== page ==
A valuable historic sundial has been stolen after standing in Yeadon for more than a century.
The artefact has graced the grounds of Hopeville House since before the First World War.
But now thieves have taken the piece of local history which once belonged to renowned Aireborough photographer Ernest Ethelbert Slater.
The pedestal has been left in place and only the valuable sundial, the top part, has been taken. It is believed the piece may have been stolen to order.
Slater, who recently featured in our Across the Years column, was a founder member of the Yeadon Photographic Society, and a manager at Manor Mills. He is seen as a major contributor to the photographic history of the area.
He made his home at Hopeville House, which was built in around 1884. The garden was landscaped with glasshouse, pond and other features including the unique sundial which was produced by a Leeds manufacturer A large part of the garden eventually became part of the Rufford Park estate and the sundial was included in the boundary of a house on Rufford Avenue. But the owner of the house agreed to donate the sundial to be put back to its original location more than 30 years ago, and it has stood there ever since.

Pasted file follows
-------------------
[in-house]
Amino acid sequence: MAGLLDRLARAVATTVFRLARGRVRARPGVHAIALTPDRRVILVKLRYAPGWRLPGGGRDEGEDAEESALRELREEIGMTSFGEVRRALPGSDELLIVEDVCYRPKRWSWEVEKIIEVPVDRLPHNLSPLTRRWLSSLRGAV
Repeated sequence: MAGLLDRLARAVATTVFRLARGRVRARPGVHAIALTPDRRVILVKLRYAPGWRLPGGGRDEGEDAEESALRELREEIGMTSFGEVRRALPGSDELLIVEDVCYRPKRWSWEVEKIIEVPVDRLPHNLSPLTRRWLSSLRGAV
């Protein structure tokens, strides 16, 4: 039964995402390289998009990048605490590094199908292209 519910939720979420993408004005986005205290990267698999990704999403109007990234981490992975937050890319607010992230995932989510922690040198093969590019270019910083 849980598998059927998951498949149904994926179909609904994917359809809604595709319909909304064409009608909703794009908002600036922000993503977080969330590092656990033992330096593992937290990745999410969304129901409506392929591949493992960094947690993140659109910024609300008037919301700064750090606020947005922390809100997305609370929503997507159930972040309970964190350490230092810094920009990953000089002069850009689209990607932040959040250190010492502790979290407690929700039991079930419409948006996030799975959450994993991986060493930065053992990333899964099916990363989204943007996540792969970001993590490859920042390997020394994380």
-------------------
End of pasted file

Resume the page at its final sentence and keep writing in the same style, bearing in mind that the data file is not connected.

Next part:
A spokesman for Aireborough Historical Society said Hopeville House was one of the few remaining Victorian residences in Yeadon which had escaped demolition or being turned into commercial property.
He added: “It is a sad reflection on our times that while some of us spend hours and hours preserving the history of Yeadon and have a pride in the history of Aireborough, others see our precious heritage as no more than an easy way to make money."